With the unemployment rate for college graduates at 5.1 percent—the highest since records began being kept in 1970—many young people have found no prospects other than temporary work. Since leaving school in 2009, Jeff, a college graduate in Chicago, has only had temporary assignments although he has put in over 100 applications for a full time position.

“Since I graduated I’ve worked four different temp jobs, including for the US Census. The first was for 20 hours a week for a utility company; it was a six-month assignment but it paid so low that I had to take another temporary job in the catering industry. Now I’m working for an online retailer, which said they planned to put me on full time.

“You’re nothing but a commodity, always on call. The temp agency will call you the night before or even a few hours before your assignment—but you never get guaranteed hours. At one job for a catering service, they expected you to invest hundreds of dollars for your own clothes, including a tuxedo, shoes and ties. You get no transportation even if the assignment is 40 miles away. A friend of mine had to travel back and forth for over an hour but they only gave her four hours. She got $10 an hour, but the temp agency was paid $19.50 an hour for her services.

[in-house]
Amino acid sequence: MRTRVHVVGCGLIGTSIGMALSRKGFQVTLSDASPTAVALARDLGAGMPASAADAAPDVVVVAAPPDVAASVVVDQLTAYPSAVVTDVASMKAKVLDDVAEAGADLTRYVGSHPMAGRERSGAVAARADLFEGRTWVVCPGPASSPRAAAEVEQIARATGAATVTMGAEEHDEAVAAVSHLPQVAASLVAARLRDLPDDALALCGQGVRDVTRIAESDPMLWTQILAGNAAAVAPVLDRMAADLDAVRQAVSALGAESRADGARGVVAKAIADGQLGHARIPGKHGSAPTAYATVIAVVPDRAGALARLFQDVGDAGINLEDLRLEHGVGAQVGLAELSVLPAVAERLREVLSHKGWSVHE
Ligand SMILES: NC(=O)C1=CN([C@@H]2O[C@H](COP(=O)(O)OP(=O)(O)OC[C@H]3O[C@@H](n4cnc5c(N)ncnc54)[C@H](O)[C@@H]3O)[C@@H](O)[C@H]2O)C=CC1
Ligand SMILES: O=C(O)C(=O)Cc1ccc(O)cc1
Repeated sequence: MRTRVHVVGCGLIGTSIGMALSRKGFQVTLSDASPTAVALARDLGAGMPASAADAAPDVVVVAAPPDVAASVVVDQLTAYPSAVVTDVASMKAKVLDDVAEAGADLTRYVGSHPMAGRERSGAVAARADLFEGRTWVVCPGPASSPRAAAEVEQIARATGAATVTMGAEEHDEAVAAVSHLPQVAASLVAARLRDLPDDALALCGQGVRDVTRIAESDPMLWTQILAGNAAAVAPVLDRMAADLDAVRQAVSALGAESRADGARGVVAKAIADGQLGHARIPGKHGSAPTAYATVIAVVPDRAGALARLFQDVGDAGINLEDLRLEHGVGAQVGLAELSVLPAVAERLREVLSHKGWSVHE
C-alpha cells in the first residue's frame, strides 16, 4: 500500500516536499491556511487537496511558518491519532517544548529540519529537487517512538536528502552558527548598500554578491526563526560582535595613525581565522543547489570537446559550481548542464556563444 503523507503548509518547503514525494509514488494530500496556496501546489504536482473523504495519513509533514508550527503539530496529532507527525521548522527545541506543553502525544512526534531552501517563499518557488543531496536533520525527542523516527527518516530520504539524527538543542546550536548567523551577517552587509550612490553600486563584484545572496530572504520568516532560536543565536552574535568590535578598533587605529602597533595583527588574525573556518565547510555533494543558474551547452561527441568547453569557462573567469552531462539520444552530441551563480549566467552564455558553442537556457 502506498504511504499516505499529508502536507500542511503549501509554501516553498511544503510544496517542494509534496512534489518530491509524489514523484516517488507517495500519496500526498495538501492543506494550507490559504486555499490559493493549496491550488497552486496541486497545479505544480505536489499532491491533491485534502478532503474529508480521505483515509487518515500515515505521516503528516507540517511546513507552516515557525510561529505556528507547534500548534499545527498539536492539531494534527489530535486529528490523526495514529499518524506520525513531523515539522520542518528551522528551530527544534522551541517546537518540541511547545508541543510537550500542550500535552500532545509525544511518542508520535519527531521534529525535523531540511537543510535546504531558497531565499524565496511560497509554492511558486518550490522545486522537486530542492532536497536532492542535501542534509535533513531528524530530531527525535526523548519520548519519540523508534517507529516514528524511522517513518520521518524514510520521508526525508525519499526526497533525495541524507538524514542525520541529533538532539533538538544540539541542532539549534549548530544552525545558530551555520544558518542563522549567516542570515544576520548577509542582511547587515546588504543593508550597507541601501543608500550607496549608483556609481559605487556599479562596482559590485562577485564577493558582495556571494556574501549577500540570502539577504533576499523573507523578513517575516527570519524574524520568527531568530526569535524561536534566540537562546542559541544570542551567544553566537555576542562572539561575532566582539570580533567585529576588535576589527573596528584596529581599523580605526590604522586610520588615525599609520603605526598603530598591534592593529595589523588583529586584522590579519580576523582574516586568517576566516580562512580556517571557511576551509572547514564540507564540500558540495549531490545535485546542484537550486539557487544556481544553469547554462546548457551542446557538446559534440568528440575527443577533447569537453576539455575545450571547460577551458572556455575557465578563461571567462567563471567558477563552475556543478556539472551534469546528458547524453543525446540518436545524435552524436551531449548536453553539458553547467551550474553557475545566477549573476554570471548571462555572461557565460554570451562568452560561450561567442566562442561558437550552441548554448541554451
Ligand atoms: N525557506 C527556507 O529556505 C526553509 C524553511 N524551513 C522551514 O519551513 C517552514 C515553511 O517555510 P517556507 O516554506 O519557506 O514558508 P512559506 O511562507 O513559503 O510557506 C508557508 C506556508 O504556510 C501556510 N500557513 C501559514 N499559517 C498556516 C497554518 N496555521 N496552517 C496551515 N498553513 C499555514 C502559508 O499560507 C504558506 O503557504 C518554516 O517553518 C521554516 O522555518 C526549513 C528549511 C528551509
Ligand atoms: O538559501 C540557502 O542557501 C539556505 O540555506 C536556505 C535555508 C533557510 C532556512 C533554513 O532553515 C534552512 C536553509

“There are very limited opportunities to work in the field you studied in,” Jeff added. “The only way to get a full time job is to start temporary. I’ve worked in catering and warehouse work and I’ve never heard of a temporary job with benefits. A quarter of the new hires are temps. That is a fundamental change. The companies feel that in a depressed labor market they can get the skills they need from the pool of unemployed workers without paying competitive wages or benefits. It’s all part of the reduction in living standards for the working class.”

DECEMBER 13, 2010, 7:19 PM
King Outlines Immigration Plans for 2011
The Republican who is expected to lead the main subcommittee on immigration in the House of Representatives in the new congress next year said on Monday that he will push for a bill that would cancel employers’ tax deductions for wages of workers who are illegal immigrants.